Compare these two sentences:
(1) "You love him more than I!" she screamed.
(2) "You love him more than me!" she screamed.
What's the difference? We'll get to that shortly.
You may once have learned that, with comparatives, you're supposed to use the nominative (subjective) case rather than the accusative (objective, direct-object) case because what comes after the comparative than is supposed to be a clause. In other words, you're supposed to write "I," not "me," because the full sentence would read, "You love him more than I do!"
The problem is that this is wrong: there's no reason to assume that what follows the comparative than will be a clause. You may be erroneously assuming that the than is a subordinating conjunction introducing a dependent clause—which it definitely is if a clause comes after it. But the than can also be a preposition, in which case what follows it should be the object of a preposition. (For a more detailed explanation, see the usage notes for this Dictionary.com entry on the word than.)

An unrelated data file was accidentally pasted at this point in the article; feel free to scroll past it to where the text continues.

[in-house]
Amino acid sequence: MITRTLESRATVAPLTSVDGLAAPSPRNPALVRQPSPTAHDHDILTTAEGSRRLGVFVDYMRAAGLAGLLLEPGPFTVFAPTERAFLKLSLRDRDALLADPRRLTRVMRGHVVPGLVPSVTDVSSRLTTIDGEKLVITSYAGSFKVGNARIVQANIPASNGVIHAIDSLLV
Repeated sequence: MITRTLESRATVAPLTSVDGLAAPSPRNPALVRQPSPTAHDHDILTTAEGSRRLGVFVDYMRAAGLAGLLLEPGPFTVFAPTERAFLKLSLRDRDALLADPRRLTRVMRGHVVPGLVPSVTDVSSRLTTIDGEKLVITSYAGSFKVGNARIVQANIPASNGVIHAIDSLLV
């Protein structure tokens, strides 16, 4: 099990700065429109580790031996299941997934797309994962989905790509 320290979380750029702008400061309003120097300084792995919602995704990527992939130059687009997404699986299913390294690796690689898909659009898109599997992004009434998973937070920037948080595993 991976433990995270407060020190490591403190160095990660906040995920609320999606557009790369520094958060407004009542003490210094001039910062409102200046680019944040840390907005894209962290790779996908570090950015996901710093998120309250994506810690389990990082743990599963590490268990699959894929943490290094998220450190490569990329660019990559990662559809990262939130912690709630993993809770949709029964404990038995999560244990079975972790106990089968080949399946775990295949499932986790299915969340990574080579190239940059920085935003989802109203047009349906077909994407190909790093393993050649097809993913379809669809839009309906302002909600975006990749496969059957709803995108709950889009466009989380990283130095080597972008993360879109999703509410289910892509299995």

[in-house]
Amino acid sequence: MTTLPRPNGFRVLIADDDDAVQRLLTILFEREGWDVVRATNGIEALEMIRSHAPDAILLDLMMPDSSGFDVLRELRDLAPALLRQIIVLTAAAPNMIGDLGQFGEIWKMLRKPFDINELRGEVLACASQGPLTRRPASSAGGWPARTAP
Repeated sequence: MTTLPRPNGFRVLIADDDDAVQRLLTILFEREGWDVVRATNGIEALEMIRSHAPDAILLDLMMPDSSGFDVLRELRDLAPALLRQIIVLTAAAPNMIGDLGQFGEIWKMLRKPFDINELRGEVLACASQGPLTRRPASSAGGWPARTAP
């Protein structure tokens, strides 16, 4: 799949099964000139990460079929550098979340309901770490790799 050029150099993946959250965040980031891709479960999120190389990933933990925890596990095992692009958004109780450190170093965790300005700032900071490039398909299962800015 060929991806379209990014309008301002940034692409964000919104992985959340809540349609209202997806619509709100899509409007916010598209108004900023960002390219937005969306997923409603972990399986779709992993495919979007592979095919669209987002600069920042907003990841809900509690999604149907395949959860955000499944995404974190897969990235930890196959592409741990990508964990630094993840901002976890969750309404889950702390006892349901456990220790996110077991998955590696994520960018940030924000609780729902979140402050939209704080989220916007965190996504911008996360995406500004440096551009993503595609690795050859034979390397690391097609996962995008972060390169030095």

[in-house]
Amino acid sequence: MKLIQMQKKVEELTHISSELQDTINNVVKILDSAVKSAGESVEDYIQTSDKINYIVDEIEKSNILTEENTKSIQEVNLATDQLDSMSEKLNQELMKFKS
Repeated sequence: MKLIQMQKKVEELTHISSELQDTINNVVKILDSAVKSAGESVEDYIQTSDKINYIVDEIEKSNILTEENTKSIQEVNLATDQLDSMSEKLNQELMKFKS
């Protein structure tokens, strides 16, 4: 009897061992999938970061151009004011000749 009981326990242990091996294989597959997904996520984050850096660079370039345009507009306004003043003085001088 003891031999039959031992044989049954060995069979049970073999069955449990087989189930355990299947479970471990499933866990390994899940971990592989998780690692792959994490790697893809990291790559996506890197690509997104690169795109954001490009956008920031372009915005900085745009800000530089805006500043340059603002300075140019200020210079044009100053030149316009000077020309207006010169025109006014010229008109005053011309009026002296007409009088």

So the above two sentences are both legitimate, but they mean different things. As we asked earlier: what's the difference? It's this:
Sentence (1) is saying, "You love him more than I love him!"
Sentence (2) is saying, "You love him more than you love me!"
Alles klar, ich hoffe?